Second, section 12956.2 authorizes the owner of any property that is the subject of an unlawfully restrictive covenant to record an RCM that includes a copy of the original document with the illegal language stricken. The county recorder, however, must submit the modification document to the county counsel for a determination of whether the original document contains an unlawful restriction before the county recorder may record the modification. The county recorder must refuse to record the modification document if the county counsel finds that the original document does not contain an unlawful restriction. The RCM “records over” the existing covenant, and the offensive language is thereafter removed from future documents relating to the transfer of the property.

The goal of the legislature in enacting the procedures was not to remove the covenants and pretend that the overt practice of racial housing discrimination never occurred, but rather to empower homeowners to take affirmative steps to remove the unlawful and offensive language from the deed.

Pending legislation to reallocate the burden away from homebuyers

A renewed legislative effort seeks to help shift the onus and expense of recording an RCM away from individual homeowners. Assembly Bill 1466 would take existing law a step further and require that a title company, escrow company, real estate broker, or real estate agent with actual knowledge of an objectionable racial covenant in title-related documents to notify the buyer of their ability to have it removed — and if requested by the buyer before close of escrow, assist in the preparation of an RCM. AB 1466 would also simplify the procedures to file an RCM by eliminating filing fees and notarization requirements, and allowing any person (not just an owner) who suspects the existence of a restrictive covenant to file an RCM form with the county recorder.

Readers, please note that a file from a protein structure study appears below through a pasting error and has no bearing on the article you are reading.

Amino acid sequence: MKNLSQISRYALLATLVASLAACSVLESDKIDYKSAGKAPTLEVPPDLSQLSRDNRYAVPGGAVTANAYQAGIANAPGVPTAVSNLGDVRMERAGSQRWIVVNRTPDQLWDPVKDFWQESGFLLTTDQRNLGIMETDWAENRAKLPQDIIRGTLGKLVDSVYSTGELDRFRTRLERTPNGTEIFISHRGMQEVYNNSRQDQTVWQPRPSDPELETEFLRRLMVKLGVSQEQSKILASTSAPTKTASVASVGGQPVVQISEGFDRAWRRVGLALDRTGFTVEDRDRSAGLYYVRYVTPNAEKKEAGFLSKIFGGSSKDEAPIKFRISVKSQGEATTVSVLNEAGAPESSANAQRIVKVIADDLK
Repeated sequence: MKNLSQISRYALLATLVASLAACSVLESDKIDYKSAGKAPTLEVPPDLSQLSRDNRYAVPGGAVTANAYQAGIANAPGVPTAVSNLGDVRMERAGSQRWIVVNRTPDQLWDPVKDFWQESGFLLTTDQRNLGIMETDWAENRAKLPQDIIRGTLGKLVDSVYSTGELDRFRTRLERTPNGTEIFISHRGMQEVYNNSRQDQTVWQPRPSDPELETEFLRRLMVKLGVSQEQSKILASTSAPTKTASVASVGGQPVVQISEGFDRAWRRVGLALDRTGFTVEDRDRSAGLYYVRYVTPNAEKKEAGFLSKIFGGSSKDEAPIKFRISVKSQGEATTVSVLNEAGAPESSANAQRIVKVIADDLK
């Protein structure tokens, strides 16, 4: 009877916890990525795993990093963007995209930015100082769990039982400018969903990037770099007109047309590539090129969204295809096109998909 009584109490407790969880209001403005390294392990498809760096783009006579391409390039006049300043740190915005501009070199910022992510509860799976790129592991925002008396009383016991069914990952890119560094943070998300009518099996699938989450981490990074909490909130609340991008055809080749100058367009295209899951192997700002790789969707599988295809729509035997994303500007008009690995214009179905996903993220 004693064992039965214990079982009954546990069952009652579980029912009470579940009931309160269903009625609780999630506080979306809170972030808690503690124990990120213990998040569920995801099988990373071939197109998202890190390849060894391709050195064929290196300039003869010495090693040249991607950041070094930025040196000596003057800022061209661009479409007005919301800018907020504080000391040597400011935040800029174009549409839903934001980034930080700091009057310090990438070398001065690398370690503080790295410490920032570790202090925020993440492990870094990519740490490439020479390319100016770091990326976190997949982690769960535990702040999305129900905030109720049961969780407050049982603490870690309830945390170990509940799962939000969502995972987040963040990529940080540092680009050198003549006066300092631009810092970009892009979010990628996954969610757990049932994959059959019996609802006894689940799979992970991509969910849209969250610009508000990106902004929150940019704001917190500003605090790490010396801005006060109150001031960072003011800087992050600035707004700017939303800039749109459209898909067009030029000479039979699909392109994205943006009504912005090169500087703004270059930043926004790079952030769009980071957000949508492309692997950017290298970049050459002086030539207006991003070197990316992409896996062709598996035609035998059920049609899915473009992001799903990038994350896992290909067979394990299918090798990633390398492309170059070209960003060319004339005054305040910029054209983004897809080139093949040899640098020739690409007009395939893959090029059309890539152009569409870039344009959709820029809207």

As originally proposed, AB 1466 sought to protect buyers from being exposed to any racial covenants in the first instance by requiring a title insurance company that transfers any deeds or other documents to a buyer to identify unlawful discriminatory covenants and record an RCM with the county recorder, prior to the transfer of any documents to the buyer. Those opposing the bill as proposed largely support the bill in concept, but expressed concerns regarding the burden imposed on title companies and potential delays to the escrow process caused by requiring searches for every property transaction without the benefit of a single, searchable database of recorded documents. Due to similar concerns, in 2009 then-Gov. Arnold Schwarznegger vetoed Assembly Bill 2204, which would have given county recorders the responsibility to strike unlawful racial covenants from record.

AB 1466 was amended to pursue a more global approach, as opposed to a point of sale approach. As amended, it includes a mandatory $2 fee on each real property transaction, with the funds to be deposited in a newly created Unlawfully Restrictive Covenant Redaction Trust Fund administered by the Department of Housing and Community Development. The revenues deposited in the fund would be used for the development of a task force to coordinate the identification and redaction of unlawfully restrictive covenants in the records of the county recorder’s offices throughout the state. The task force would partner and collaborate with the University of California and other universities to conduct research regarding identified unlawful, restrictive covenants, and to create a centralized database for them and map their locations throughout the state.

For a further discussion of restrictive covenants and other servitudes, see CEB’s California Easements and Boundaries: Law and Litigation § 1.8.